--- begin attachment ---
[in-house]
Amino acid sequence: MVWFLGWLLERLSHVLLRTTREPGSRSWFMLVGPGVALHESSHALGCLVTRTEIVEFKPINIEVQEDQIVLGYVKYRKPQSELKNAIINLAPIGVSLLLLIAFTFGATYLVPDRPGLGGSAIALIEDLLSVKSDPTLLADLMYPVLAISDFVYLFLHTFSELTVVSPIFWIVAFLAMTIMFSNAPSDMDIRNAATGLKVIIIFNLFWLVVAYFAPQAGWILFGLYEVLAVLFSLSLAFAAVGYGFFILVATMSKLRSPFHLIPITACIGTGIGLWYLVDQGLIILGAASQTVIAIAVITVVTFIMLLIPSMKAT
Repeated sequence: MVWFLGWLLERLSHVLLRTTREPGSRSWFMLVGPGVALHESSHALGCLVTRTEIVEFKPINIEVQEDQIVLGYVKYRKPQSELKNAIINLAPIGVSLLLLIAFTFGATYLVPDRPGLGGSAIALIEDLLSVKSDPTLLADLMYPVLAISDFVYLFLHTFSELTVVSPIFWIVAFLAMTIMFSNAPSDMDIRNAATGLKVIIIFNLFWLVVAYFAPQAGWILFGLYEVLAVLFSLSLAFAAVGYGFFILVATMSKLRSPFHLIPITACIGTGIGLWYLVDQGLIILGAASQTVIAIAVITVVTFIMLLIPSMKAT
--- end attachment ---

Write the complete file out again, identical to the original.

[in-house]
Amino acid sequence: MVWFLGWLLERLSHVLLRTTREPGSRSWFMLVGPGVALHESSHALGCLVTRTEIVEFKPINIEVQEDQIVLGYVKYRKPQSELKNAIINLAPIGVSLLLLIAFTFGATYLVPDRPGLGGSAIALIEDLLSVKSDPTLLADLMYPVLAISDFVYLFLHTFSELTVVSPIFWIVAFLAMTIMFSNAPSDMDIRNAATGLKVIIIFNLFWLVVAYFAPQAGWILFGLYEVLAVLFSLSLAFAAVGYGFFILVATMSKLRSPFHLIPITACIGTGIGLWYLVDQGLIILGAASQTVIAIAVITVVTFIMLLIPSMKAT
Repeated sequence: MVWFLGWLLERLSHVLLRTTREPGSRSWFMLVGPGVALHESSHALGCLVTRTEIVEFKPINIEVQEDQIVLGYVKYRKPQSELKNAIINLAPIGVSLLLLIAFTFGATYLVPDRPGLGGSAIALIEDLLSVKSDPTLLADLMYPVLAISDFVYLFLHTFSELTVVSPIFWIVAFLAMTIMFSNAPSDMDIRNAATGLKVIIIFNLFWLVVAYFAPQAGWILFGLYEVLAVLFSLSLAFAAVGYGFFILVATMSKLRSPFHLIPITACIGTGIGLWYLVDQGLIILGAASQTVIAIAVITVVTFIMLLIPSMKAT